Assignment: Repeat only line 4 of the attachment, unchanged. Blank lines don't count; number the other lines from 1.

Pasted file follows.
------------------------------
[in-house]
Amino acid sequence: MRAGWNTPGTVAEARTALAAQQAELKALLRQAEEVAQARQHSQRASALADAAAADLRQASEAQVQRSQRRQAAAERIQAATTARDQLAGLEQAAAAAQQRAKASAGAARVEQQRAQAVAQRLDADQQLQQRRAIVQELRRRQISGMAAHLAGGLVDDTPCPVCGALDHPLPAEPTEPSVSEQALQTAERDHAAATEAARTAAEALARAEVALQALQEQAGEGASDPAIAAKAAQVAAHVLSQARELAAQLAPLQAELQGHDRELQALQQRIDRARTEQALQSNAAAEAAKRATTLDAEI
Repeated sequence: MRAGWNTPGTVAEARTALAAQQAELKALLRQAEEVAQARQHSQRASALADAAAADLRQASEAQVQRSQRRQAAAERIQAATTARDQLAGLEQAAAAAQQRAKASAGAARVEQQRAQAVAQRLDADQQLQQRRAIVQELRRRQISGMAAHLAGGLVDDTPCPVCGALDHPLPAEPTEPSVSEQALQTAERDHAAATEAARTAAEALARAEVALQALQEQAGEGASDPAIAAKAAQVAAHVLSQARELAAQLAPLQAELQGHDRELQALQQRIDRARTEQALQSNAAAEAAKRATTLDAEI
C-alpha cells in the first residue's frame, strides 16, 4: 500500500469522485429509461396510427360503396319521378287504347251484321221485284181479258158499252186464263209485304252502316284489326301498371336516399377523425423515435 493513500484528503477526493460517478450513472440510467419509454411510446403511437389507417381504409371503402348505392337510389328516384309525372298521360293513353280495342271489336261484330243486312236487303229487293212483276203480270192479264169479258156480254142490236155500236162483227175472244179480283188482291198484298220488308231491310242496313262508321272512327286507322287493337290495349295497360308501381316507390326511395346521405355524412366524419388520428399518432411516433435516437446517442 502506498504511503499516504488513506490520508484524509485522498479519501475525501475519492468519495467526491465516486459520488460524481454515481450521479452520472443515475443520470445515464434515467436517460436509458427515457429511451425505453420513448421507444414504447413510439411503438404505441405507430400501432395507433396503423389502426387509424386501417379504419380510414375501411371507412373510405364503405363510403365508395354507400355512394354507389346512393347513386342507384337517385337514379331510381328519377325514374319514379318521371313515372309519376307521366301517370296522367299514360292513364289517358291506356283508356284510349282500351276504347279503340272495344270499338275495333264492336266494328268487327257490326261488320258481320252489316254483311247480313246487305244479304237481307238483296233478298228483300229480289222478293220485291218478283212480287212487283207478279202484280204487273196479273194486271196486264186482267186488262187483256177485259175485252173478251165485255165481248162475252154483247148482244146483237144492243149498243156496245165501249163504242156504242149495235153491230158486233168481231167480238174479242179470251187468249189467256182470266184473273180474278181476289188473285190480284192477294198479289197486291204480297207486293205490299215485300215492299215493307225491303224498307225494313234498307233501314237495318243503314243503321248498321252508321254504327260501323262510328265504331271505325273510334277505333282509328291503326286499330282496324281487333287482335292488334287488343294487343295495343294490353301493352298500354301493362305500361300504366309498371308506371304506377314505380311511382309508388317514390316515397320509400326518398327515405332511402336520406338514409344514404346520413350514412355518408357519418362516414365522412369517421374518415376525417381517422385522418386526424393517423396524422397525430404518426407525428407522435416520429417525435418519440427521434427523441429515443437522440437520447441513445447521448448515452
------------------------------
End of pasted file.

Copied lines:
C-alpha cells in the first residue's frame, strides 16, 4: 500500500469522485429509461396510427360503396319521378287504347251484321221485284181479258158499252186464263209485304252502316284489326301498371336516399377523425423515435 493513500484528503477526493460517478450513472440510467419509454411510446403511437389507417381504409371503402348505392337510389328516384309525372298521360293513353280495342271489336261484330243486312236487303229487293212483276203480270192479264169479258156480254142490236155500236162483227175472244179480283188482291198484298220488308231491310242496313262508321272512327286507322287493337290495349295497360308501381316507390326511395346521405355524412366524419388520428399518432411516433435516437446517442 502506498504511503499516504488513506490520508484524509485522498479519501475525501475519492468519495467526491465516486459520488460524481454515481450521479452520472443515475443520470445515464434515467436517460436509458427515457429511451425505453420513448421507444414504447413510439411503438404505441405507430400501432395507433396503423389502426387509424386501417379504419380510414375501411371507412373510405364503405363510403365508395354507400355512394354507389346512393347513386342507384337517385337514379331510381328519377325514374319514379318521371313515372309519376307521366301517370296522367299514360292513364289517358291506356283508356284510349282500351276504347279503340272495344270499338275495333264492336266494328268487327257490326261488320258481320252489316254483311247480313246487305244479304237481307238483296233478298228483300229480289222478293220485291218478283212480287212487283207478279202484280204487273196479273194486271196486264186482267186488262187483256177485259175485252173478251165485255165481248162475252154483247148482244146483237144492243149498243156496245165501249163504242156504242149495235153491230158486233168481231167480238174479242179470251187468249189467256182470266184473273180474278181476289188473285190480284192477294198479289197486291204480297207486293205490299215485300215492299215493307225491303224498307225494313234498307233501314237495318243503314243503321248498321252508321254504327260501323262510328265504331271505325273510334277505333282509328291503326286499330282496324281487333287482335292488334287488343294487343295495343294490353301493352298500354301493362305500361300504366309498371308506371304506377314505380311511382309508388317514390316515397320509400326518398327515405332511402336520406338514409344514404346520413350514412355518408357519418362516414365522412369517421374518415376525417381517422385522418386526424393517423396524422397525430404518426407525428407522435416520429417525435418519440427521434427523441429515443437522440437520447441513445447521448448515452